Top performers to get hefty salary hikes in 2017, say consultants
Junior executives performing well may be rewarded with an increment of up to 20% while those in middle and top management are likely to earn 12-15% more, say experts
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New Delhi: Economic growth may be slowing, and consumption and investment demand are yet to pick up, but corporate executives can expect decent salary jumps this year, recruitment consultants and human resource heads said.
Junior executives performing well may be rewarded with an increment of up to 20% while those in middle and top management are likely to earn 12-15% more. Even under-performers could end up with salary hikes of 5-8%, according to recruitment firms including PeopleStrong, GlobalHunt, and Michael Page.
“The top management compensation increments are lower than last three years. However, the long-term incentive plan (LTIP) component has been either added in many companies or the quantum has been increased. The long-term payouts are higher by 20-25%. We are witnessing a stronger pay-for- performance trend in the market,” said Puneet Pratap Singh, partner in charge at the Indian unit of recruitment firm Heidrick & Struggles International Inc.
The highest projected increments are expected to be in sectors such as financial technology (fintech), analytics, digital, healthcare, manufacturing, telecom, banking, financial services and insurance (BFSI) pharmaceuticals and allied sectors.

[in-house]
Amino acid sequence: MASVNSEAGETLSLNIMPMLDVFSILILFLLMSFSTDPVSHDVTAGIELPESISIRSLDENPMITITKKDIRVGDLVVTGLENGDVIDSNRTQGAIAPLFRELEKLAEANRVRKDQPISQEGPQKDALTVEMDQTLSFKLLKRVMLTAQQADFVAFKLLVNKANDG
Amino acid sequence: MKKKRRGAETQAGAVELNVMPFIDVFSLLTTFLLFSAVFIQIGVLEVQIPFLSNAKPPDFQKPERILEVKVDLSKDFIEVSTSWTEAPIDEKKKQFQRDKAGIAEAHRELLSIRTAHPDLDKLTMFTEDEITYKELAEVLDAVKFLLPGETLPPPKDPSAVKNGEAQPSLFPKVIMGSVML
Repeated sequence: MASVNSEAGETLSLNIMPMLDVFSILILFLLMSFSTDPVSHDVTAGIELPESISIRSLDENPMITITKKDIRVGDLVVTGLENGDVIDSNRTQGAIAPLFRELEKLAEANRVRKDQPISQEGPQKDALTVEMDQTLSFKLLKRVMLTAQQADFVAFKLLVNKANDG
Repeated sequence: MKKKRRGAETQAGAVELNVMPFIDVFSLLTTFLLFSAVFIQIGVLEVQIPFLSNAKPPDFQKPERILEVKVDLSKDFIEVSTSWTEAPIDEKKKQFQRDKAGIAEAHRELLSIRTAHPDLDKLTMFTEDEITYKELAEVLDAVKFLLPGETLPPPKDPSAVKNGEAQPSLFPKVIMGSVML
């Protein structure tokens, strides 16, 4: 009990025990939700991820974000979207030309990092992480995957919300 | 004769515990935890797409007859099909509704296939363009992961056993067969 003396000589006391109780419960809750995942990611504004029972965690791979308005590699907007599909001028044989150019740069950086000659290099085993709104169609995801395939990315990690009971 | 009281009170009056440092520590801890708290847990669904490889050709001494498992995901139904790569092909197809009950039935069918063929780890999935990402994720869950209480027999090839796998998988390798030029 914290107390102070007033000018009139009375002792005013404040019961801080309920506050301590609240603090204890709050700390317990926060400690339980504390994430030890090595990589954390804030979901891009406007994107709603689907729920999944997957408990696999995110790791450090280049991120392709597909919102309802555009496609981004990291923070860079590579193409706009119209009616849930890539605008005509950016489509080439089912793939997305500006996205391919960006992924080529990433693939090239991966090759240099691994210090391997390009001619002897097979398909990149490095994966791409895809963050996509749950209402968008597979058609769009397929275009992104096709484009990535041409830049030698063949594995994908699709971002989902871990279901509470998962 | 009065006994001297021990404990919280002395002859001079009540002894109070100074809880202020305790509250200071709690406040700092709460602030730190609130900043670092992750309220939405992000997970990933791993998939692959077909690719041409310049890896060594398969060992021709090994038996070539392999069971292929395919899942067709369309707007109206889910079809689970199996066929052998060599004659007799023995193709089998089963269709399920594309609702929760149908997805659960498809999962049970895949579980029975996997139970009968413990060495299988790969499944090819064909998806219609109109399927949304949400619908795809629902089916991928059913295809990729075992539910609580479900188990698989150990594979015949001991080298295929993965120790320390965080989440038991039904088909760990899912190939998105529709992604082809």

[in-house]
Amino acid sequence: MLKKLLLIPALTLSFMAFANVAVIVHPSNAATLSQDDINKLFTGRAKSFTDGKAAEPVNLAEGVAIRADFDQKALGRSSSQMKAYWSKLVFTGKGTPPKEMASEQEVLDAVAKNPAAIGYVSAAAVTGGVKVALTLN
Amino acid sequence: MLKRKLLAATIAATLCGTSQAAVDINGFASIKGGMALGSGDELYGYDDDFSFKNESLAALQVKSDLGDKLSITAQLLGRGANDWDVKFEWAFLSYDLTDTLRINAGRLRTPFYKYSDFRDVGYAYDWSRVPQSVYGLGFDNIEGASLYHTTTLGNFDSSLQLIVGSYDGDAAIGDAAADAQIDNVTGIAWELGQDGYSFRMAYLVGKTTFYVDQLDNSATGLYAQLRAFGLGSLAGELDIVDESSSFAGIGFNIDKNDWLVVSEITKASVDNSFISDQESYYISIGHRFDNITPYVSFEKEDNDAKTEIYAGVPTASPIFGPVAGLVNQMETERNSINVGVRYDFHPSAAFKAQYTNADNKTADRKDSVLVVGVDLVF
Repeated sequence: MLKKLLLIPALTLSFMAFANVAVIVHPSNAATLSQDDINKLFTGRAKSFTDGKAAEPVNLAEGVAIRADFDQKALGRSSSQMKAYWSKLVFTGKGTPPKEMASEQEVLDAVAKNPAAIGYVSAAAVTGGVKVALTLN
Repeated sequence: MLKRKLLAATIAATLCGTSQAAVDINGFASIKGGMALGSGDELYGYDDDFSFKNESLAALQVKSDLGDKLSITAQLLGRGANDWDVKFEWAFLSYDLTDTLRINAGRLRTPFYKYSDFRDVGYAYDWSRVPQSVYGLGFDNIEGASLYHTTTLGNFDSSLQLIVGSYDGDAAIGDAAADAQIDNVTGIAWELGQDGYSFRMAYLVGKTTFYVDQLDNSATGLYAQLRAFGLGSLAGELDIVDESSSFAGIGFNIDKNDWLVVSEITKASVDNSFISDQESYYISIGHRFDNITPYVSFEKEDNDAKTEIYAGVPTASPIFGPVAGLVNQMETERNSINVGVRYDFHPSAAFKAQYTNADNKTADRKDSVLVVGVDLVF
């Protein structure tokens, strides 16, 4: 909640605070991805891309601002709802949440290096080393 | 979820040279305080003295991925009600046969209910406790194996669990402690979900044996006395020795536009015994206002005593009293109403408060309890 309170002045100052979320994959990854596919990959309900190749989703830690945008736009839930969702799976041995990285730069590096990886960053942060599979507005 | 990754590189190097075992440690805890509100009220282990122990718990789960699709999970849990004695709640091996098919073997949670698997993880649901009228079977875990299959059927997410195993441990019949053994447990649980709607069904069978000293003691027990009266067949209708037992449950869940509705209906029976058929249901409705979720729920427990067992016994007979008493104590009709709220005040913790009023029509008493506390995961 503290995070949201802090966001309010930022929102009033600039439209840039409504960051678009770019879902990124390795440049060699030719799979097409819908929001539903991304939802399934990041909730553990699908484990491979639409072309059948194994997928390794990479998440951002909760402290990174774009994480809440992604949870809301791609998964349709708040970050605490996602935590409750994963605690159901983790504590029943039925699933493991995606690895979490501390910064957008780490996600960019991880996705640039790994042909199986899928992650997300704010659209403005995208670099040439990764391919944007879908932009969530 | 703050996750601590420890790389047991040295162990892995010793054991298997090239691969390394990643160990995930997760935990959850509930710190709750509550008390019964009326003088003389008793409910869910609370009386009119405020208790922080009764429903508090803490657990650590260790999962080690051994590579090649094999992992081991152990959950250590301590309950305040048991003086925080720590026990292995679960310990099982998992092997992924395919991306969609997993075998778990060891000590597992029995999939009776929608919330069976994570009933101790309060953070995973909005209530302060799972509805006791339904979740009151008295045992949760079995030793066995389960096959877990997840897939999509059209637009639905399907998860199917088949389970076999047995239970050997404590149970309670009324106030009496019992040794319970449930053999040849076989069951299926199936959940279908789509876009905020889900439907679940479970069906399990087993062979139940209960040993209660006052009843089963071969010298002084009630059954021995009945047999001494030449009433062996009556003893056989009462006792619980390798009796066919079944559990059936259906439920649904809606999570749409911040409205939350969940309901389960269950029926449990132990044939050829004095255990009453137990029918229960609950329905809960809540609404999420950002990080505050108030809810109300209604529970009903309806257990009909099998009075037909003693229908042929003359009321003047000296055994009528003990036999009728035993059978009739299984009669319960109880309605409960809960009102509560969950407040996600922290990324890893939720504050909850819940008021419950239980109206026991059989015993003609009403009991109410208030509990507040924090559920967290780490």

Multinational banks, packaged consumer goods, e-commerce, real estate, retail and logistics companies are expected to offer the lowest increments, experts said.
Across companies, the increase in salary budgets is likely to be smaller than last year because of a slowdown in economic growth following the invalidation of high-value banknotes and the consequent cash crunch.
The Economic Survey said the demonetisation exercise could slow GDP growth by 25-50 basis points in 2016-17 on the baseline growth assumption of 7%. One basis point is 0.01%.
“The projected salary budgets for 2017 will see increases that are marginally muted compared to 2016 actual increase levels largely because of the cautious sentiment in the economy,” Vishalli Dongrie, partner and head of people and change at KPMG, said.
According to Nabomita Mazumdar, who has the title of evangelist at Sheroes, a platform that helps women with their careers, in sectors such as supply chain and logistics, there won’t be any significant jump in salaries.
“Certain sectors such as pre-media and technology-based SMEs (small and medium enterprises) will remain conservative in terms of growth. They will hire in far lesser number and offer lesser salary hikes. Manufacturers of spare parts for automobiles will take time to stabilise. Hence even though there might be hiring to keep the production line strong, salaries are least likely to increase,” Mazumdar said.
Even so, the job market will see a significant revival in 2017, consultants say. According to human resource consulting firm Mercer’s 2016 India Total Remuneration Survey, released in December, 54% of companies it surveyed indicated that they will hire in the next 12 months, up from 48% last year.